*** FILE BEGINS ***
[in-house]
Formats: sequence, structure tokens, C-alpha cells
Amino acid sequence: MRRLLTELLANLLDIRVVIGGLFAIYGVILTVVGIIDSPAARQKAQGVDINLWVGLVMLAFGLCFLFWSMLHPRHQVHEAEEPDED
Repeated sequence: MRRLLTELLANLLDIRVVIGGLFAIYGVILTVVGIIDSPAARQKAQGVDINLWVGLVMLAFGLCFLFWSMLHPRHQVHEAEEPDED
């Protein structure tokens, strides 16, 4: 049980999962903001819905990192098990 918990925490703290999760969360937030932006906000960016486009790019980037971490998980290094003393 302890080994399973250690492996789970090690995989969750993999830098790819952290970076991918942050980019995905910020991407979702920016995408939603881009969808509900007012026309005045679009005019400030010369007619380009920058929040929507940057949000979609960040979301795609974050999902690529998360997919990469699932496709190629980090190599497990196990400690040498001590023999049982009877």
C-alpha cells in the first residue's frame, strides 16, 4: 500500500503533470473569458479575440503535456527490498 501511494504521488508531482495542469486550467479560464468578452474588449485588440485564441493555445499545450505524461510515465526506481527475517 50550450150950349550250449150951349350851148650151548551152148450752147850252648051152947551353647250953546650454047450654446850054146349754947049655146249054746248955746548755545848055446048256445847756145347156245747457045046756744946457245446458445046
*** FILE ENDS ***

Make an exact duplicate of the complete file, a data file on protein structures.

[in-house]
Formats: sequence, structure tokens, C-alpha cells
Amino acid sequence: MRRLLTELLANLLDIRVVIGGLFAIYGVILTVVGIIDSPAARQKAQGVDINLWVGLVMLAFGLCFLFWSMLHPRHQVHEAEEPDED
Repeated sequence: MRRLLTELLANLLDIRVVIGGLFAIYGVILTVVGIIDSPAARQKAQGVDINLWVGLVMLAFGLCFLFWSMLHPRHQVHEAEEPDED
């Protein structure tokens, strides 16, 4: 049980999962903001819905990192098990 918990925490703290999760969360937030932006906000960016486009790019980037971490998980290094003393 302890080994399973250690492996789970090690995989969750993999830098790819952290970076991918942050980019995905910020991407979702920016995408939603881009969808509900007012026309005045679009005019400030010369007619380009920058929040929507940057949000979609960040979301795609974050999902690529998360997919990469699932496709190629980090190599497990196990400690040498001590023999049982009877």
C-alpha cells in the first residue's frame, strides 16, 4: 500500500503533470473569458479575440503535456527490498 501511494504521488508531482495542469486550467479560464468578452474588449485588440485564441493555445499545450505524461510515465526506481527475517 50550450150950349550250449150951349350851148650151548551152148450752147850252648051152947551353647250953546650454047450654446850054146349754947049655146249054746248955746548755545848055446048256445847756145347156245747457045046756744946457245446458445046